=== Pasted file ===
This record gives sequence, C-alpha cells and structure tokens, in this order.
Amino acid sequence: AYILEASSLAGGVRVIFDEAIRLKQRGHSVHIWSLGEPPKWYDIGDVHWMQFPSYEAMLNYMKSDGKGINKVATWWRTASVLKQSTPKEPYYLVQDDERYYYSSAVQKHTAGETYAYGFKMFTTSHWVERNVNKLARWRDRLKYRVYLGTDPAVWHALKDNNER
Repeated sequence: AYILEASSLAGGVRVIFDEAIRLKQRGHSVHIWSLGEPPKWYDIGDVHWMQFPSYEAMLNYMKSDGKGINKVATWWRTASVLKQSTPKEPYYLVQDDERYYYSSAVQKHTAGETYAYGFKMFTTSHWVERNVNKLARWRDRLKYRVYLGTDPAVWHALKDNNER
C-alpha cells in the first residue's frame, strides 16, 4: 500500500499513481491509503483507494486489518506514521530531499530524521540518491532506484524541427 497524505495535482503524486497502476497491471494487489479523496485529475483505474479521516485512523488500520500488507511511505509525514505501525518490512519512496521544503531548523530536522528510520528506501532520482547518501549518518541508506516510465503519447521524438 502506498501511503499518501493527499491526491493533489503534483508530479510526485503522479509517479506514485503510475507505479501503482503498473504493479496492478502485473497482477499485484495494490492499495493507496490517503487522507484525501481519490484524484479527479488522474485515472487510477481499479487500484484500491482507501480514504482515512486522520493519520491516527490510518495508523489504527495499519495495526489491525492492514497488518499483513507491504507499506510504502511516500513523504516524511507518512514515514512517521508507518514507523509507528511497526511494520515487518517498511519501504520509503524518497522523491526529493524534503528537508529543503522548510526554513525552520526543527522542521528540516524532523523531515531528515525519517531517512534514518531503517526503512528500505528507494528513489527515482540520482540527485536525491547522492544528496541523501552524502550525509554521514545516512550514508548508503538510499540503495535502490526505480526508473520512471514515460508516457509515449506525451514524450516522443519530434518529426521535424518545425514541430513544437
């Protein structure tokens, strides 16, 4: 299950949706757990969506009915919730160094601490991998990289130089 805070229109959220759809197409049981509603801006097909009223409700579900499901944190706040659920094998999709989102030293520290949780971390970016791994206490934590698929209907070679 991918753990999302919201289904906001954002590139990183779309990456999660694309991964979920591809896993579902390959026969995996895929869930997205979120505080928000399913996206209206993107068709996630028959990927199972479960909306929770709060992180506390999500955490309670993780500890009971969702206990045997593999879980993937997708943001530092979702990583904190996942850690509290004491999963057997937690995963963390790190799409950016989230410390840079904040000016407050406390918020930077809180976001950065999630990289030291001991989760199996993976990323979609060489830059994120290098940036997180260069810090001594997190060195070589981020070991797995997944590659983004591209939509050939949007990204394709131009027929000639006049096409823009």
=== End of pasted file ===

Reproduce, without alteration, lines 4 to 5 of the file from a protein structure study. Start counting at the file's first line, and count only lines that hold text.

C-alpha cells in the first residue's frame, strides 16, 4: 500500500499513481491509503483507494486489518506514521530531499530524521540518491532506484524541427 497524505495535482503524486497502476497491471494487489479523496485529475483505474479521516485512523488500520500488507511511505509525514505501525518490512519512496521544503531548523530536522528510520528506501532520482547518501549518518541508506516510465503519447521524438 502506498501511503499518501493527499491526491493533489503534483508530479510526485503522479509517479506514485503510475507505479501503482503498473504493479496492478502485473497482477499485484495494490492499495493507496490517503487522507484525501481519490484524484479527479488522474485515472487510477481499479487500484484500491482507501480514504482515512486522520493519520491516527490510518495508523489504527495499519495495526489491525492492514497488518499483513507491504507499506510504502511516500513523504516524511507518512514515514512517521508507518514507523509507528511497526511494520515487518517498511519501504520509503524518497522523491526529493524534503528537508529543503522548510526554513525552520526543527522542521528540516524532523523531515531528515525519517531517512534514518531503517526503512528500505528507494528513489527515482540520482540527485536525491547522492544528496541523501552524502550525509554521514545516512550514508548508503538510499540503495535502490526505480526508473520512471514515460508516457509515449506525451514524450516522443519530434518529426521535424518545425514541430513544437
């Protein structure tokens, strides 16, 4: 299950949706757990969506009915919730160094601490991998990289130089 805070229109959220759809197409049981509603801006097909009223409700579900499901944190706040659920094998999709989102030293520290949780971390970016791994206490934590698929209907070679 991918753990999302919201289904906001954002590139990183779309990456999660694309991964979920591809896993579902390959026969995996895929869930997205979120505080928000399913996206209206993107068709996630028959990927199972479960909306929770709060992180506390999500955490309670993780500890009971969702206990045997593999879980993937997708943001530092979702990583904190996942850690509290004491999963057997937690995963963390790190799409950016989230410390840079904040000016407050406390918020930077809180976001950065999630990289030291001991989760199996993976990323979609060489830059994120290098940036997180260069810090001594997190060195070589981020070991797995997944590659983004591209939509050939949007990204394709131009027929000639006049096409823009």